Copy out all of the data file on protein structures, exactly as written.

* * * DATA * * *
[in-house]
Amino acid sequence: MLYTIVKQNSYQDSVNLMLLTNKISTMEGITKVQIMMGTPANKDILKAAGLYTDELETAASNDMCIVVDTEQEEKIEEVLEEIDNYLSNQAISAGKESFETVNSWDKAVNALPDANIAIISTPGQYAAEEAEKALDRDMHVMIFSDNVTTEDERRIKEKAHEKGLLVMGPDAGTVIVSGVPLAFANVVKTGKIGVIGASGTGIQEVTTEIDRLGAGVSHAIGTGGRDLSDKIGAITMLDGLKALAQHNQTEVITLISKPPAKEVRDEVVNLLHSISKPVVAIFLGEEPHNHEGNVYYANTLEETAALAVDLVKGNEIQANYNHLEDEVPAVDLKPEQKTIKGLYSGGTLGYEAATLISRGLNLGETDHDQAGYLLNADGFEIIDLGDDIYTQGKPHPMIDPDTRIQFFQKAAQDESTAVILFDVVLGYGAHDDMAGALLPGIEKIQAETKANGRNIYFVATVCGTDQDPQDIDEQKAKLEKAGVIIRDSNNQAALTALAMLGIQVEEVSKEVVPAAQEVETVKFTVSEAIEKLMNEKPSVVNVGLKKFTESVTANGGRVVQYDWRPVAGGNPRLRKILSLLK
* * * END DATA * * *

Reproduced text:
[in-house]
Amino acid sequence: MLYTIVKQNSYQDSVNLMLLTNKISTMEGITKVQIMMGTPANKDILKAAGLYTDELETAASNDMCIVVDTEQEEKIEEVLEEIDNYLSNQAISAGKESFETVNSWDKAVNALPDANIAIISTPGQYAAEEAEKALDRDMHVMIFSDNVTTEDERRIKEKAHEKGLLVMGPDAGTVIVSGVPLAFANVVKTGKIGVIGASGTGIQEVTTEIDRLGAGVSHAIGTGGRDLSDKIGAITMLDGLKALAQHNQTEVITLISKPPAKEVRDEVVNLLHSISKPVVAIFLGEEPHNHEGNVYYANTLEETAALAVDLVKGNEIQANYNHLEDEVPAVDLKPEQKTIKGLYSGGTLGYEAATLISRGLNLGETDHDQAGYLLNADGFEIIDLGDDIYTQGKPHPMIDPDTRIQFFQKAAQDESTAVILFDVVLGYGAHDDMAGALLPGIEKIQAETKANGRNIYFVATVCGTDQDPQDIDEQKAKLEKAGVIIRDSNNQAALTALAMLGIQVEEVSKEVVPAAQEVETVKFTVSEAIEKLMNEKPSVVNVGLKKFTESVTANGGRVVQYDWRPVAGGNPRLRKILSLLK